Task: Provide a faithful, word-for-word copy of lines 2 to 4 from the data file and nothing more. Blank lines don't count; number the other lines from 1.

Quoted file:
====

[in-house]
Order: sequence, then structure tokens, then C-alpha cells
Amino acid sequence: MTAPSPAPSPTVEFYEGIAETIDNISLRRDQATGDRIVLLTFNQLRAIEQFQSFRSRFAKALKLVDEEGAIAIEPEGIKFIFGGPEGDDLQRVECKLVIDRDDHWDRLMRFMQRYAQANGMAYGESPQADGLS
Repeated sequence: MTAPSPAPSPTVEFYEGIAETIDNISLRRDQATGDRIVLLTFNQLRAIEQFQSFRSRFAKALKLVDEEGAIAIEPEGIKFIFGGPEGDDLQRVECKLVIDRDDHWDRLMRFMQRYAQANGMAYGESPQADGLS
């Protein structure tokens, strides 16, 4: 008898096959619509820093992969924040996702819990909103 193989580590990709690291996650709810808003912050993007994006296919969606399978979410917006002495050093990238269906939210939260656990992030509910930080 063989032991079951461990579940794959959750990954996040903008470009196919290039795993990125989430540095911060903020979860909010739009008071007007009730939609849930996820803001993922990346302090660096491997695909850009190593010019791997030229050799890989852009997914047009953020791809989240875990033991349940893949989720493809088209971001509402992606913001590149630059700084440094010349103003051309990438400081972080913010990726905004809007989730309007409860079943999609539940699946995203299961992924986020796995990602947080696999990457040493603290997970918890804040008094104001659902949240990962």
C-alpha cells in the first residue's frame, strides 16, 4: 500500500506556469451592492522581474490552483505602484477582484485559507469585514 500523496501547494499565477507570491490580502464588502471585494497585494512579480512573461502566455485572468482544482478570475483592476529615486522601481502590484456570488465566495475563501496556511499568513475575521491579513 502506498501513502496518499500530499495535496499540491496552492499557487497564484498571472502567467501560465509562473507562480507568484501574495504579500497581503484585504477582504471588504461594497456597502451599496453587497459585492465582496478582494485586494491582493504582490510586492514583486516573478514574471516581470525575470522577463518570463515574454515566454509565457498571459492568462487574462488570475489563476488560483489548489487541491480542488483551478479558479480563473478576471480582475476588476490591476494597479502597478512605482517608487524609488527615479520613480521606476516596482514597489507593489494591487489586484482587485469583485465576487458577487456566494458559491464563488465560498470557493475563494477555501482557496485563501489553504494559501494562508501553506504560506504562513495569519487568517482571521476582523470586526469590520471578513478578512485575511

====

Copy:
Order: sequence, then structure tokens, then C-alpha cells
Amino acid sequence: MTAPSPAPSPTVEFYEGIAETIDNISLRRDQATGDRIVLLTFNQLRAIEQFQSFRSRFAKALKLVDEEGAIAIEPEGIKFIFGGPEGDDLQRVECKLVIDRDDHWDRLMRFMQRYAQANGMAYGESPQADGLS
Repeated sequence: MTAPSPAPSPTVEFYEGIAETIDNISLRRDQATGDRIVLLTFNQLRAIEQFQSFRSRFAKALKLVDEEGAIAIEPEGIKFIFGGPEGDDLQRVECKLVIDRDDHWDRLMRFMQRYAQANGMAYGESPQADGLS